Internet service providers like Comcast, Verizon, AT&T, Sprint and T-Mobile would have to act in the "public interest" when providing a mobile connection to your home or phone, under new rules being considered by the Federal Communications Commission.
The rules would put the Internet in the same regulatory camp as the telephone, banning providers from "unjust or unreasonable" business practices.
The FCC vote on the rules scheduled Thursday is considered a victory for consumer advocates and companies like Netflix and Twitter that have long warned that some providers want to create paid "fast lanes" on the Internet, edging out cash-strapped startups and smaller Internet-based businesses.
The broadband industry is expected to sue, arguing that the plan constitutes dangerous overreach. Republicans in Congress said they will try to pass legislation scrapping the rules, although it's unlikely that such a bill would be signed into law by President Barack Obama.
"One way or another, I am committed to moving a legislative solution, preferably bipartisan, to stop monopoly-era phone regulations that harm Internet consumers and innovation," Sen. John Thune, R-S.D., chairman of the Senate Commerce Committee, said in a statement earlier this week.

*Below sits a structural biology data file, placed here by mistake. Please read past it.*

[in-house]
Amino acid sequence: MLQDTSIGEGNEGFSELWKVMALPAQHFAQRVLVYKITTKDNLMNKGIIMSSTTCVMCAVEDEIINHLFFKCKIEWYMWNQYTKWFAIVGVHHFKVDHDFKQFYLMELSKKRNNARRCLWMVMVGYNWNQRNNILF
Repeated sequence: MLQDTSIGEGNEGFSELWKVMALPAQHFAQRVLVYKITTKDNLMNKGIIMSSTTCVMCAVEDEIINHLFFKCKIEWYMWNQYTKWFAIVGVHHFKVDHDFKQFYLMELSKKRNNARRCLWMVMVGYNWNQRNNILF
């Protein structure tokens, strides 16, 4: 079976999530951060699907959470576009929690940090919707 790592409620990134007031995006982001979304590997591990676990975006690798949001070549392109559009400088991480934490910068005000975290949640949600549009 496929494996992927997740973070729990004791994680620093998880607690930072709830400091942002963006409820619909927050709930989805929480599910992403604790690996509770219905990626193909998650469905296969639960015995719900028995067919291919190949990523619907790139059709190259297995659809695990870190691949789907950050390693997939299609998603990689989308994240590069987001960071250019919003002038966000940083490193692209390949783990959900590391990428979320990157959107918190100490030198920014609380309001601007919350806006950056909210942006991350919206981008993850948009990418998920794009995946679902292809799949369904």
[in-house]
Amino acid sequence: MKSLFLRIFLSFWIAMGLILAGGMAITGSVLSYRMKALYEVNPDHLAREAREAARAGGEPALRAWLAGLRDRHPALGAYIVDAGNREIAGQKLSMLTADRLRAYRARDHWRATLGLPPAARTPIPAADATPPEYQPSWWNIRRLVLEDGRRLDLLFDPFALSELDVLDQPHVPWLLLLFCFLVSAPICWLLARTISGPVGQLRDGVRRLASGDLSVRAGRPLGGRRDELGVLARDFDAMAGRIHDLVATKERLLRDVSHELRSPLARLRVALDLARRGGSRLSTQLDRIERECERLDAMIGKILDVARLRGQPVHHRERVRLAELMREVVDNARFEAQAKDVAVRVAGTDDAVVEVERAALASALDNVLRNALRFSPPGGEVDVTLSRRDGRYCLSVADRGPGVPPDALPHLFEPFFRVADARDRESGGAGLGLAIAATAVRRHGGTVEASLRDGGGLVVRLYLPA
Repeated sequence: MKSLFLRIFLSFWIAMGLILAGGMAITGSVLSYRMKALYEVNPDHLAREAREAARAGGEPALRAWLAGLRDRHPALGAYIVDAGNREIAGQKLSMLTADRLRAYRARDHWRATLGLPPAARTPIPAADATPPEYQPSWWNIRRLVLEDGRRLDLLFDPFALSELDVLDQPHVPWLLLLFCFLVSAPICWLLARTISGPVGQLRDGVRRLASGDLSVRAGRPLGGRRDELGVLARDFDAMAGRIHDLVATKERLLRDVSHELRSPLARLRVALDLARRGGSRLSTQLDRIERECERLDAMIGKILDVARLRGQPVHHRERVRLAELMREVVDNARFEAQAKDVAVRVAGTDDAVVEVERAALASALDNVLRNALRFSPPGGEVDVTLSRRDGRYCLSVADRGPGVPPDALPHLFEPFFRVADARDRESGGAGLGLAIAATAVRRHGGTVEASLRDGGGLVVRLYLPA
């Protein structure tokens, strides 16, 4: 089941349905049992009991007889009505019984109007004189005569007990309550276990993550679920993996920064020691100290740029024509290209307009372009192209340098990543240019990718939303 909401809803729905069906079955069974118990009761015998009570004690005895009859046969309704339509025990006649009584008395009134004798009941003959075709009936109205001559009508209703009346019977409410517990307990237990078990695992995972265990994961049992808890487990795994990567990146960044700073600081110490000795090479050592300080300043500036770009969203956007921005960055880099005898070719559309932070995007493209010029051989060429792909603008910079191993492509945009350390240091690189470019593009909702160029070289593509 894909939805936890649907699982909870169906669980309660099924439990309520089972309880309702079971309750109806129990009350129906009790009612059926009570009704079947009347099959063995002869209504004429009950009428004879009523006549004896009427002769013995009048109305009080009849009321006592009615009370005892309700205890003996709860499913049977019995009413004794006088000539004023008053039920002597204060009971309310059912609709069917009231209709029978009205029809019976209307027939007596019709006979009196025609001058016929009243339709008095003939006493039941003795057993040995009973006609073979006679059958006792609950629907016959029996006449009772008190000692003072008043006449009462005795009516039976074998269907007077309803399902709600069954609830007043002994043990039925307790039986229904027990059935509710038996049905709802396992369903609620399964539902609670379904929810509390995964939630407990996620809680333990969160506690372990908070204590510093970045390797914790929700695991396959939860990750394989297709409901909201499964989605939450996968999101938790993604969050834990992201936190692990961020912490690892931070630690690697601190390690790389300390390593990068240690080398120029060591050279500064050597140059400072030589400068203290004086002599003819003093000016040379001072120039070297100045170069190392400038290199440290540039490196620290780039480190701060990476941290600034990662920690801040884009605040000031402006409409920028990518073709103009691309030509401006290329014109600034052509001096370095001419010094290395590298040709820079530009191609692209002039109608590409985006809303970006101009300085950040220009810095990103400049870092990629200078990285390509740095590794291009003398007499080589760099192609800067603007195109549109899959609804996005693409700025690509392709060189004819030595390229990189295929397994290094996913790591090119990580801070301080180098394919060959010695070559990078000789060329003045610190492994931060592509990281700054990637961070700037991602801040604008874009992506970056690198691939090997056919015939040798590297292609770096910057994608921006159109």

Twitter said the new rules were a matter of protecting free expression.
"Safeguarding the historic open architecture of the Internet and the ability for all users to 'innovate without permission' is critical to American economic aspirations and our nation's global competitiveness," Twitter wrote in a company blog post this week.
Net neutrality is the idea that websites or videos load at about the same speed. That means you won't be more inclined to watch a particular show on Amazon Prime instead of on Netflix because Amazon has struck a deal with your service provider to load its data faster.
For years, providers mostly agreed not to pick winners and losers among Web traffic because they didn't want to encourage regulators to step in and because they said consumers demanded it. But that started to change around 2005, when YouTube came online and Netflix became increasingly popular. On-demand video became known as data hogs, and evidence began to surface that some providers were manipulating traffic without telling consumers.
By 2010, the FCC enacted open Internet rules, but the agency's legal approach was eventually struck down. FCC officials are hoping to erase the legal ambiguity by no longer classifying the Internet as an "information service" but a "telecommunications service" subject to Title II of the 1934 Communications Act.
That would dramatically expand regulators' power over the industry by requiring providers to act in the public's interest and enabling the FCC to fine companies found to be employing "unreasonable" business practices.
The FCC says it won't apply some sections of Title II, including price controls. That means rates charged to customers for Internet access won't be subject to preapproval. But the law allows the government to investigate if consumers complain that costs are unfair.
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